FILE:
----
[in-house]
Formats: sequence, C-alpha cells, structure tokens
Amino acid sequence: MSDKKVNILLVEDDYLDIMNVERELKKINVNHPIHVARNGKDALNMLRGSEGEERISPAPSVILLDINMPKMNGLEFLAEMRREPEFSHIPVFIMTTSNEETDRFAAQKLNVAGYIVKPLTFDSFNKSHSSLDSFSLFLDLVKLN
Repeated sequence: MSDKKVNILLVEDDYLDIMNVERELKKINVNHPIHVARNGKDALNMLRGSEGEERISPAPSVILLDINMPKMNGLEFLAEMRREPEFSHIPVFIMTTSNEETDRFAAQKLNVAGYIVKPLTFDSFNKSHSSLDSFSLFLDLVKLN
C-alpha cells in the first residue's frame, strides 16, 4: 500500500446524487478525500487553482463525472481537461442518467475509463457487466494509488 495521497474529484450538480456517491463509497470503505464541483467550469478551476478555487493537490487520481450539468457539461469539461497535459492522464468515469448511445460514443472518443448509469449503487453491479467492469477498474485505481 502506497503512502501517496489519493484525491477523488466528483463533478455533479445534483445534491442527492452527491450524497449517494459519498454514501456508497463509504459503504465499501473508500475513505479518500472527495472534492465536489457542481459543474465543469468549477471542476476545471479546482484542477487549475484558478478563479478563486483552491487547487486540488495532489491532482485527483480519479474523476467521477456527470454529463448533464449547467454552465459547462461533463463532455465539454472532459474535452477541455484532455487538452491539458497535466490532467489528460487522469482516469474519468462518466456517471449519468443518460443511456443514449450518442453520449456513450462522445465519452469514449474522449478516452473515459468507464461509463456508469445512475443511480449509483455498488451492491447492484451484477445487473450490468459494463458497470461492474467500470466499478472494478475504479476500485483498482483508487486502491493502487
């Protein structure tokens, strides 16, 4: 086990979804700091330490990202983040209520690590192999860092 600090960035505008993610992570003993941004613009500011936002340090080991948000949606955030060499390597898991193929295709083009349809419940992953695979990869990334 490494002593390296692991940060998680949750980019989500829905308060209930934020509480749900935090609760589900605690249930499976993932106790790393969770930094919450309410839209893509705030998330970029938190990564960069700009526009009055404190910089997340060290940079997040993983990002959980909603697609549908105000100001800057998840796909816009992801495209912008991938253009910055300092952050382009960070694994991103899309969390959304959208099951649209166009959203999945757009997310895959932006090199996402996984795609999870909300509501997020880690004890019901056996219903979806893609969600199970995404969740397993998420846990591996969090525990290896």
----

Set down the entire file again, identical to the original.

[in-house]
Formats: sequence, C-alpha cells, structure tokens
Amino acid sequence: MSDKKVNILLVEDDYLDIMNVERELKKINVNHPIHVARNGKDALNMLRGSEGEERISPAPSVILLDINMPKMNGLEFLAEMRREPEFSHIPVFIMTTSNEETDRFAAQKLNVAGYIVKPLTFDSFNKSHSSLDSFSLFLDLVKLN
Repeated sequence: MSDKKVNILLVEDDYLDIMNVERELKKINVNHPIHVARNGKDALNMLRGSEGEERISPAPSVILLDINMPKMNGLEFLAEMRREPEFSHIPVFIMTTSNEETDRFAAQKLNVAGYIVKPLTFDSFNKSHSSLDSFSLFLDLVKLN
C-alpha cells in the first residue's frame, strides 16, 4: 500500500446524487478525500487553482463525472481537461442518467475509463457487466494509488 495521497474529484450538480456517491463509497470503505464541483467550469478551476478555487493537490487520481450539468457539461469539461497535459492522464468515469448511445460514443472518443448509469449503487453491479467492469477498474485505481 502506497503512502501517496489519493484525491477523488466528483463533478455533479445534483445534491442527492452527491450524497449517494459519498454514501456508497463509504459503504465499501473508500475513505479518500472527495472534492465536489457542481459543474465543469468549477471542476476545471479546482484542477487549475484558478478563479478563486483552491487547487486540488495532489491532482485527483480519479474523476467521477456527470454529463448533464449547467454552465459547462461533463463532455465539454472532459474535452477541455484532455487538452491539458497535466490532467489528460487522469482516469474519468462518466456517471449519468443518460443511456443514449450518442453520449456513450462522445465519452469514449474522449478516452473515459468507464461509463456508469445512475443511480449509483455498488451492491447492484451484477445487473450490468459494463458497470461492474467500470466499478472494478475504479476500485483498482483508487486502491493502487
């Protein structure tokens, strides 16, 4: 086990979804700091330490990202983040209520690590192999860092 600090960035505008993610992570003993941004613009500011936002340090080991948000949606955030060499390597898991193929295709083009349809419940992953695979990869990334 490494002593390296692991940060998680949750980019989500829905308060209930934020509480749900935090609760589900605690249930499976993932106790790393969770930094919450309410839209893509705030998330970029938190990564960069700009526009009055404190910089997340060290940079997040993983990002959980909603697609549908105000100001800057998840796909816009992801495209912008991938253009910055300092952050382009960070694994991103899309969390959304959208099951649209166009959203999945757009997310895959932006090199996402996984795609999870909300509501997020880690004890019901056996219903979806893609969600199970995404969740397993998420846990591996969090525990290896």